Business Intelligence (or BI as it is commonly known) is the reporting of corporate data using a variety of methodologies meant to give timely, accurate and in-depth knowledge of a organization’s performance. These methodologies may include dashboards for a visual depiction of corporate performance, metrics and scorecards to indicate when performance is on or off target, data warehouses to serve as highly optimized stores of data for fast and efficient reporting, and data cubes which are structured for dimensional (or OLAP) analysis. Another feature that is sometimes included is data mining which delves into data looking for correlations. A BI environment at minimum contains some sort of reporting system and can also include any number of the other features mentioned.
The idea behind BI is to make data accessible and easy to understand. It must correctly reflect the reality of the business, so data quality control is also a key consideration.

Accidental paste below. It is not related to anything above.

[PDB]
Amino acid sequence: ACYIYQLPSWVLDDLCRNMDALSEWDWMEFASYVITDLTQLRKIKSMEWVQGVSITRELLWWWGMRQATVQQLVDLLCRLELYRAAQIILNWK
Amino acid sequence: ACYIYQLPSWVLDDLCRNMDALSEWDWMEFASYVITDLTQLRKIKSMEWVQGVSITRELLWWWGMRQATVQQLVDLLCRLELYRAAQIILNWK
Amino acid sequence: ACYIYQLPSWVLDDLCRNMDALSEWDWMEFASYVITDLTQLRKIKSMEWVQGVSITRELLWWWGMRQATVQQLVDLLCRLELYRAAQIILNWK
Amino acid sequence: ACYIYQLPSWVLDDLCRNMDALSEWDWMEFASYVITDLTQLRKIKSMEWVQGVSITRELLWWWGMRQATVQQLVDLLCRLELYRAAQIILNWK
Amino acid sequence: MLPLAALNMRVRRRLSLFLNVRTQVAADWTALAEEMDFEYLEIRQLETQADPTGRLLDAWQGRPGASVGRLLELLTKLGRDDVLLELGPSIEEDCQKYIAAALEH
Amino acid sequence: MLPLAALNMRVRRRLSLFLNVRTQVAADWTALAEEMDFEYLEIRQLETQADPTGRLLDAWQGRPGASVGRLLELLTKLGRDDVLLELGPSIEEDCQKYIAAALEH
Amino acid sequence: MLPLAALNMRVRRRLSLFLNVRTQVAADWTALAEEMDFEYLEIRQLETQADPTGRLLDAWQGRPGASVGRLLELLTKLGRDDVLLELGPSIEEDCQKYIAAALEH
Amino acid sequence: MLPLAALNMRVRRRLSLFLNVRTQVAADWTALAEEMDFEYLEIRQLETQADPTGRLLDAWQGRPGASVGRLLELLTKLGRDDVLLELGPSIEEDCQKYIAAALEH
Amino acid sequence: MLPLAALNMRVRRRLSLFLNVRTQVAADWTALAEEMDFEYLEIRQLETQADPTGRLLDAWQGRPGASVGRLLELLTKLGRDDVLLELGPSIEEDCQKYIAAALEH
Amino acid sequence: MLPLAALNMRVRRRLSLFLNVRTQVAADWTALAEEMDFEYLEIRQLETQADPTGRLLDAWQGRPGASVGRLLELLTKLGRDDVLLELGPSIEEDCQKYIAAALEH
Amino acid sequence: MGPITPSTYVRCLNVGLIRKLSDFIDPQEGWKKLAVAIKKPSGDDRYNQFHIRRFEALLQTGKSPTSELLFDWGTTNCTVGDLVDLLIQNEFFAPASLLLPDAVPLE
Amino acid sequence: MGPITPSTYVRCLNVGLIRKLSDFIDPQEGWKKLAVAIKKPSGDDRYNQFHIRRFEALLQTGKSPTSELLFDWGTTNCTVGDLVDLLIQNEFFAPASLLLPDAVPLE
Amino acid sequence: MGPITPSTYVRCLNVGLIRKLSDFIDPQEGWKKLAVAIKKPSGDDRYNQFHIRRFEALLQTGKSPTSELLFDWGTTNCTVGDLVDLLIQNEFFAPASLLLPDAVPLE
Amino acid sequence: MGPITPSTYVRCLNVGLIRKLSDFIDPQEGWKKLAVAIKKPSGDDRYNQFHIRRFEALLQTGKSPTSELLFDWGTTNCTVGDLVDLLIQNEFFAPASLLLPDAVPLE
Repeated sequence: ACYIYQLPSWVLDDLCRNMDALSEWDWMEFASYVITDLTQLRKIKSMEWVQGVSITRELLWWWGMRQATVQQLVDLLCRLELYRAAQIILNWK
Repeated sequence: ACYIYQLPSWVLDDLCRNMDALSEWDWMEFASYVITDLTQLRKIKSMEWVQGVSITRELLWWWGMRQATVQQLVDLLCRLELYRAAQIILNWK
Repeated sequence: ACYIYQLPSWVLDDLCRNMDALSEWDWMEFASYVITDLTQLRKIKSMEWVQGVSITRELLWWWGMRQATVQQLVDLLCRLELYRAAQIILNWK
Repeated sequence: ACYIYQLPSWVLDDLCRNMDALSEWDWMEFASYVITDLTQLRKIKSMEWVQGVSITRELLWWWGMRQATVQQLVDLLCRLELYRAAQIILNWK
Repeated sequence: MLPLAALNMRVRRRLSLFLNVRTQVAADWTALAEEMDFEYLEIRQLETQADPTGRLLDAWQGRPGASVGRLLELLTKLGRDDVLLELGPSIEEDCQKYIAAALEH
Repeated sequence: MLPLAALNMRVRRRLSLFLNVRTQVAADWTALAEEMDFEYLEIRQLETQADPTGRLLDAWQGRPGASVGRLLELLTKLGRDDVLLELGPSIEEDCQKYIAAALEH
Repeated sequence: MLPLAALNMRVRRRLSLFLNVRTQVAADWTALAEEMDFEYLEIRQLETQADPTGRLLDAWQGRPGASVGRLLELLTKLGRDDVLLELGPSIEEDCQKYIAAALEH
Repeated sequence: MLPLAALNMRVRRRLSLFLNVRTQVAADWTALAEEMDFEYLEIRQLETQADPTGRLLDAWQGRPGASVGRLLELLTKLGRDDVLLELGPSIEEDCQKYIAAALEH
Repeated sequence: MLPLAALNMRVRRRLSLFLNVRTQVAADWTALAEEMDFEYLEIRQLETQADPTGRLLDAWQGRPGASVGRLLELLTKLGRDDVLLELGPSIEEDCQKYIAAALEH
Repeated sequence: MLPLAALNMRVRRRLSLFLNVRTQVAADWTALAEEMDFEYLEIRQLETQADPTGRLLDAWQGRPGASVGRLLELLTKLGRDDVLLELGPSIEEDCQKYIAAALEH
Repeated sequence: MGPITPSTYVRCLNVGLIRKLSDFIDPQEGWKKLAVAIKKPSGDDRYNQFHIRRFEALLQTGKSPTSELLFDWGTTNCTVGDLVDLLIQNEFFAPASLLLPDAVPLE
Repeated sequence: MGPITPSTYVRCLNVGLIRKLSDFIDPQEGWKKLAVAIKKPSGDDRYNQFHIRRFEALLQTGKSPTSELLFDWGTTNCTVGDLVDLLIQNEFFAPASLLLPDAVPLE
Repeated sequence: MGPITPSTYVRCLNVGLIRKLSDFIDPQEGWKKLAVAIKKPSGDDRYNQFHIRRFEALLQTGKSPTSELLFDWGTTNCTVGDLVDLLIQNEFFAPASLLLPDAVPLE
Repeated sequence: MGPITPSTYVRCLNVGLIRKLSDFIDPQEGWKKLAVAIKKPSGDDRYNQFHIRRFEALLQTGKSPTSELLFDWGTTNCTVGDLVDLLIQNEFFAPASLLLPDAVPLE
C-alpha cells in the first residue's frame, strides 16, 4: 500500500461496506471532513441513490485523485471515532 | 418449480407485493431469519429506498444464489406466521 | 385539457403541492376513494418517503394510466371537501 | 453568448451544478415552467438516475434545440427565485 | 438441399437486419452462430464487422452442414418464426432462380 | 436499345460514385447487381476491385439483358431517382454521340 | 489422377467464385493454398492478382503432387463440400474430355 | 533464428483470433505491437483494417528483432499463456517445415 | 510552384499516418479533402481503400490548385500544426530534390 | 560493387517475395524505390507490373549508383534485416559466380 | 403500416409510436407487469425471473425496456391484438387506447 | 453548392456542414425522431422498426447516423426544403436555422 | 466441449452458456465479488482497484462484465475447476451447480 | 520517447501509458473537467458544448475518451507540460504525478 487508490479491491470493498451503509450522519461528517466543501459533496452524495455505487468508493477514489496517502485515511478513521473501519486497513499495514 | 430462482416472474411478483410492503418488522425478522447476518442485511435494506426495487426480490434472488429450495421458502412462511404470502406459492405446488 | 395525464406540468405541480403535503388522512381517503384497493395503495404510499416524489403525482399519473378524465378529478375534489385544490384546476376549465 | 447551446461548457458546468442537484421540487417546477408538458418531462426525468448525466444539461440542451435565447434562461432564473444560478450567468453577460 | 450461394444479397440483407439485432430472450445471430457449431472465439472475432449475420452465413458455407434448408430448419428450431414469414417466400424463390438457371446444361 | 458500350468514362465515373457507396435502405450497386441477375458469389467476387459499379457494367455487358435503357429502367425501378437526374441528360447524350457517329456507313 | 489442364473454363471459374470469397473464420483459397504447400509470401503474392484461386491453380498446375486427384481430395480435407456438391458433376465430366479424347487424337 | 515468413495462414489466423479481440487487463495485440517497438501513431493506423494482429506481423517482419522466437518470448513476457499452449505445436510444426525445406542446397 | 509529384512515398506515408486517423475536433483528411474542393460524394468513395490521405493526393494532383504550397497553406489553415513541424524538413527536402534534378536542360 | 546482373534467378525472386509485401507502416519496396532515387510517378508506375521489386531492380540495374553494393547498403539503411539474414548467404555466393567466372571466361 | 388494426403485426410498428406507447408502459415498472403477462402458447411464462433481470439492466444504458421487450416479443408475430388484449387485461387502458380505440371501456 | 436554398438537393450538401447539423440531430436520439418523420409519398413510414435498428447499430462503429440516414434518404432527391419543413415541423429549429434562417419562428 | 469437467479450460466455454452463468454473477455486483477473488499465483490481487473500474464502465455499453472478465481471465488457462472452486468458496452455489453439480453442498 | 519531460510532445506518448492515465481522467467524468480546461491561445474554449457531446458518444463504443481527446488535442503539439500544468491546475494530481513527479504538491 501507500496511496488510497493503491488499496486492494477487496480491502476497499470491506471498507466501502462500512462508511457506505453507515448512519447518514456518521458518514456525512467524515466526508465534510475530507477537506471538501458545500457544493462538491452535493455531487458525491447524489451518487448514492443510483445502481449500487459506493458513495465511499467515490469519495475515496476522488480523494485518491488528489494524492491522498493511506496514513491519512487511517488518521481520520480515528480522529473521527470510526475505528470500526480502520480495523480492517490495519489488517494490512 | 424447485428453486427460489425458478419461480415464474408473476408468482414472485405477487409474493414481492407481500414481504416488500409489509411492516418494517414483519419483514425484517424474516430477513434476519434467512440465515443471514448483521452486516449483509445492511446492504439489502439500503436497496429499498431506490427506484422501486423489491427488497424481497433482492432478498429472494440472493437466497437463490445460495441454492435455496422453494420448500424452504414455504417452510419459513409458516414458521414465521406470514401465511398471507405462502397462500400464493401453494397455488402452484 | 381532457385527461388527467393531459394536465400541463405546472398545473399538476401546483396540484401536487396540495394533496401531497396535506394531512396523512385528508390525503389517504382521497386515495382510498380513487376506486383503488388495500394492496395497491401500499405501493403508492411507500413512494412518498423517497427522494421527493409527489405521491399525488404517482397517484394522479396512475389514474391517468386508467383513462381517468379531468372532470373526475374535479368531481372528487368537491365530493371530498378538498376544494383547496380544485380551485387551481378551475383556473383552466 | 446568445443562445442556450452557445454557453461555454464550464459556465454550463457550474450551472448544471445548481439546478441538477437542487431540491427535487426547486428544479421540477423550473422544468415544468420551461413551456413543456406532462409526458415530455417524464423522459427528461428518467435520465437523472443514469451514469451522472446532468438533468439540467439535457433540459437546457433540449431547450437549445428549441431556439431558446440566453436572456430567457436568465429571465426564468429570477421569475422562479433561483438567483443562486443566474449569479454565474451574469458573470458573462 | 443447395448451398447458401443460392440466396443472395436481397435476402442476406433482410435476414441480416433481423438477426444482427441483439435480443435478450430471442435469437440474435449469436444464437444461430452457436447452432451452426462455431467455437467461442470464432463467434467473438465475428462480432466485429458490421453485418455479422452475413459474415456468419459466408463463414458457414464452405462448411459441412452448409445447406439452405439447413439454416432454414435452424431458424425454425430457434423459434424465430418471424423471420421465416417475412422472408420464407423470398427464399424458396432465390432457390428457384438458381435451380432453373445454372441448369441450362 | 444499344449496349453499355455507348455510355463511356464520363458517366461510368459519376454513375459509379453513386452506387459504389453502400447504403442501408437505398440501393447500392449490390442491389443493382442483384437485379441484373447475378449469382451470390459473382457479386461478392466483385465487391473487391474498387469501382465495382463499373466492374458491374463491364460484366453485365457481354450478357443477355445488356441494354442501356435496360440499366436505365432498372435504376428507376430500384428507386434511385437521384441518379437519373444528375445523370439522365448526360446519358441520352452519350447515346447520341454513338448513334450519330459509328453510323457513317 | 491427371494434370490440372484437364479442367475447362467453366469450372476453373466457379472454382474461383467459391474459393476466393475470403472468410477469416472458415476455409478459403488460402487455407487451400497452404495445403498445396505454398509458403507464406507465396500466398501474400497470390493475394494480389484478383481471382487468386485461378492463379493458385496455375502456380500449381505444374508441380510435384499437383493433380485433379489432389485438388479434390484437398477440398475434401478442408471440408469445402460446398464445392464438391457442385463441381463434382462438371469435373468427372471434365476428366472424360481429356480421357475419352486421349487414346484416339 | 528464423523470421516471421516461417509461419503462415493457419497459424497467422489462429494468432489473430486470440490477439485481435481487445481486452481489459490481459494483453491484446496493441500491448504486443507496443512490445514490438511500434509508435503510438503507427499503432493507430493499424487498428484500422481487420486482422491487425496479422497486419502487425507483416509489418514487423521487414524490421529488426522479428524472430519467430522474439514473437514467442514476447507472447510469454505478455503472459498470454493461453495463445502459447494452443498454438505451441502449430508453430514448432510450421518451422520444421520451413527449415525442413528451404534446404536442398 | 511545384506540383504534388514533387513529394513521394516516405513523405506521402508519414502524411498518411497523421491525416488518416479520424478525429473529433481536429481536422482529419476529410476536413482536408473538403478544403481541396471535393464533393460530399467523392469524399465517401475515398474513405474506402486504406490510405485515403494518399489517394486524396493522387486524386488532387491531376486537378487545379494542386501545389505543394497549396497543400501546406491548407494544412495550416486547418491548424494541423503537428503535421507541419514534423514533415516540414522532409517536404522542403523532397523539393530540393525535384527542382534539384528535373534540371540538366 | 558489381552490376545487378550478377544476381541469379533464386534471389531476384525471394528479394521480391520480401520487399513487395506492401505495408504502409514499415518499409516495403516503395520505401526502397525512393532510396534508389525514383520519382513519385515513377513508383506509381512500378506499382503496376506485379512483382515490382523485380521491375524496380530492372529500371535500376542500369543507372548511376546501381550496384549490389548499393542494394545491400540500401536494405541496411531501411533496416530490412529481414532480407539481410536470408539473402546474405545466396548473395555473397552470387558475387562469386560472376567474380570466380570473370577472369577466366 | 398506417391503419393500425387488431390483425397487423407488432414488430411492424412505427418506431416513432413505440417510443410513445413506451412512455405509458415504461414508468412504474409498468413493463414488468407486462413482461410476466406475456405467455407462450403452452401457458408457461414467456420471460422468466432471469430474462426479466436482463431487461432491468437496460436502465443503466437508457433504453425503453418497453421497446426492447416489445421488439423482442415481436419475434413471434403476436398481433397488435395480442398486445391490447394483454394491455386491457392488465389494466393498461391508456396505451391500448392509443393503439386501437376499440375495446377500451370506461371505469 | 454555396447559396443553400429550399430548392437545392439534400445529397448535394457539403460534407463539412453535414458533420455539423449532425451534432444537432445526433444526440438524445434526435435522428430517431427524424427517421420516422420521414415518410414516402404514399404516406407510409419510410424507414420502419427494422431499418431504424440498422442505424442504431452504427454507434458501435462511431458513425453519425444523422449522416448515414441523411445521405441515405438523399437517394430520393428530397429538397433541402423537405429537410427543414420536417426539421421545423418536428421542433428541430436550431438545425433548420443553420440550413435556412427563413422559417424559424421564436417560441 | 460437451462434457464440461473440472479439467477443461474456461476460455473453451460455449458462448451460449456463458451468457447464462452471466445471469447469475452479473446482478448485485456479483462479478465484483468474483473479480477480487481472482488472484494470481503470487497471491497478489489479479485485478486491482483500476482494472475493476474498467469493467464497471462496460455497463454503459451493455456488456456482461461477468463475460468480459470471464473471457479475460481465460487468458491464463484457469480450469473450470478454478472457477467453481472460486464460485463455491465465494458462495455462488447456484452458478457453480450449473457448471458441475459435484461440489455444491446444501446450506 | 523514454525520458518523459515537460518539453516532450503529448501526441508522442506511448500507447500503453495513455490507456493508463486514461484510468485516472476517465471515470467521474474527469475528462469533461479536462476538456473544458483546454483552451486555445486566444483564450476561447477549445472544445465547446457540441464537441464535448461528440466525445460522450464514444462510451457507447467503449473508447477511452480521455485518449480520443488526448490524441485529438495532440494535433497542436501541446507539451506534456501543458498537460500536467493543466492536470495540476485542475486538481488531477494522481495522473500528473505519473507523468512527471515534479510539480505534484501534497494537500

Many software vendors have complete lines of Business Intelligence tools, including IBM Cognos, Microsoft, Oracle, Business Objects and SAP just to name a few. Each tool pertains to a particular task in the BI environment, and usually a suite will tie them all together. For example, in Cognos there is Reporting Studio for generating reports, Analysis Studio for OLAP analysis of data cubes, Metrics Studio for KPIs and scorecards, Events Studio for handling certain system activities, Planning for scenario analysis, Framework Manager for data modeling, Transformer for data cube generation, and Data Manager for data warehouse generation. All of these tools are pulled together by Cognos 8, which is the reporting portal. It is not uncommon for companies to employ a multi-vendor solution and so these tools often need to work together. For example, a source system might be on an Oracle platform which may be read by Microsoft SQL Server Integration Services and then reported by Cognos 8.